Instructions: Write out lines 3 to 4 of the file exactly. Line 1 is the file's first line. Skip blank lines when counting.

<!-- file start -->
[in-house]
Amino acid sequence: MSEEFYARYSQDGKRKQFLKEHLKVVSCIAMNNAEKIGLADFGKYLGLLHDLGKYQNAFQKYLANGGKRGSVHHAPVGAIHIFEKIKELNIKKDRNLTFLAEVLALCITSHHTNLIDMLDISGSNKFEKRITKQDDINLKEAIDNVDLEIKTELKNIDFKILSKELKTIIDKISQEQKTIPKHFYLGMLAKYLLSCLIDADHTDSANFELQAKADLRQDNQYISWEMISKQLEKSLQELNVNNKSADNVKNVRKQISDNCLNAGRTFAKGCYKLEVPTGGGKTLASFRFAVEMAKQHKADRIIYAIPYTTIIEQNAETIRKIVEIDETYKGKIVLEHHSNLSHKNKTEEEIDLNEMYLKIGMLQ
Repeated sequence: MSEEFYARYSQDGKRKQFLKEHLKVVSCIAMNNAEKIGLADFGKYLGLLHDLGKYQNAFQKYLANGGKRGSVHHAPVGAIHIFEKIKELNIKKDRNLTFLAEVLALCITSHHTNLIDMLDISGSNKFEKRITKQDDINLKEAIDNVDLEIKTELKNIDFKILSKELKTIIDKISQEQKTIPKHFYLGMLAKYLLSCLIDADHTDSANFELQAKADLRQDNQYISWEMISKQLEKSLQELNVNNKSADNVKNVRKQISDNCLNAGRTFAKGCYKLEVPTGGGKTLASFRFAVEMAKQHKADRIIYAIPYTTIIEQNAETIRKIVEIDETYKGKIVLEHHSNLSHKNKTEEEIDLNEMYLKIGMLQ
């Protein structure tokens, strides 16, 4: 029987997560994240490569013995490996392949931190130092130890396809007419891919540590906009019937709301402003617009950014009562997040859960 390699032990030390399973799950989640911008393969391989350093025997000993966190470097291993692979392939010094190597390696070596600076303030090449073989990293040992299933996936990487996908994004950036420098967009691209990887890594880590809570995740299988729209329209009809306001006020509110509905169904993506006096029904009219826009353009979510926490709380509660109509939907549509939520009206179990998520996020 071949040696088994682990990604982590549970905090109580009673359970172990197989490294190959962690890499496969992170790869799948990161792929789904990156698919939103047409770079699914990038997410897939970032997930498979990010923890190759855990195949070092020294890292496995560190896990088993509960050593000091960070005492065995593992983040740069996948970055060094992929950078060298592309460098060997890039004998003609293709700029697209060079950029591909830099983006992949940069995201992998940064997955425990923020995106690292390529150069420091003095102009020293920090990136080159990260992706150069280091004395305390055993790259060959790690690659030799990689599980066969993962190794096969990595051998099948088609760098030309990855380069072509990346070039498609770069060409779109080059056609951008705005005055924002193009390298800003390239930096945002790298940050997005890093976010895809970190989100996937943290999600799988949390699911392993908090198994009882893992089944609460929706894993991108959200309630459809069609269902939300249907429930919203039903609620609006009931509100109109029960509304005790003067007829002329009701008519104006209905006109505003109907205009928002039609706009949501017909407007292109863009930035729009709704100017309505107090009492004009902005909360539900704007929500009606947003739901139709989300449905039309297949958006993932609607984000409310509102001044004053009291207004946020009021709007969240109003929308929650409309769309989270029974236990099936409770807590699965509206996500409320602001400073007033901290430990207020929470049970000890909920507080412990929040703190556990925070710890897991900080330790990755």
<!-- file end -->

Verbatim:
Repeated sequence: MSEEFYARYSQDGKRKQFLKEHLKVVSCIAMNNAEKIGLADFGKYLGLLHDLGKYQNAFQKYLANGGKRGSVHHAPVGAIHIFEKIKELNIKKDRNLTFLAEVLALCITSHHTNLIDMLDISGSNKFEKRITKQDDINLKEAIDNVDLEIKTELKNIDFKILSKELKTIIDKISQEQKTIPKHFYLGMLAKYLLSCLIDADHTDSANFELQAKADLRQDNQYISWEMISKQLEKSLQELNVNNKSADNVKNVRKQISDNCLNAGRTFAKGCYKLEVPTGGGKTLASFRFAVEMAKQHKADRIIYAIPYTTIIEQNAETIRKIVEIDETYKGKIVLEHHSNLSHKNKTEEEIDLNEMYLKIGMLQ
């Protein structure tokens, strides 16, 4: 029987997560994240490569013995490996392949931190130092130890396809007419891919540590906009019937709301402003617009950014009562997040859960 390699032990030390399973799950989640911008393969391989350093025997000993966190470097291993692979392939010094190597390696070596600076303030090449073989990293040992299933996936990487996908994004950036420098967009691209990887890594880590809570995740299988729209329209009809306001006020509110509905169904993506006096029904009219826009353009979510926490709380509660109509939907549509939520009206179990998520996020 071949040696088994682990990604982590549970905090109580009673359970172990197989490294190959962690890499496969992170790869799948990161792929789904990156698919939103047409770079699914990038997410897939970032997930498979990010923890190759855990195949070092020294890292496995560190896990088993509960050593000091960070005492065995593992983040740069996948970055060094992929950078060298592309460098060997890039004998003609293709700029697209060079950029591909830099983006992949940069995201992998940064997955425990923020995106690292390529150069420091003095102009020293920090990136080159990260992706150069280091004395305390055993790259060959790690690659030799990689599980066969993962190794096969990595051998099948088609760098030309990855380069072509990346070039498609770069060409779109080059056609951008705005005055924002193009390298800003390239930096945002790298940050997005890093976010895809970190989100996937943290999600799988949390699911392993908090198994009882893992089944609460929706894993991108959200309630459809069609269902939300249907429930919203039903609620609006009931509100109109029960509304005790003067007829002329009701008519104006209905006109505003109907205009928002039609706009949501017909407007292109863009930035729009709704100017309505107090009492004009902005909360539900704007929500009606947003739901139709989300449905039309297949958006993932609607984000409310509102001044004053009291207004946020009021709007969240109003929308929650409309769309989270029974236990099936409770807590699965509206996500409320602001400073007033901290430990207020929470049970000890909920507080412990929040703190556990925070710890897991900080330790990755």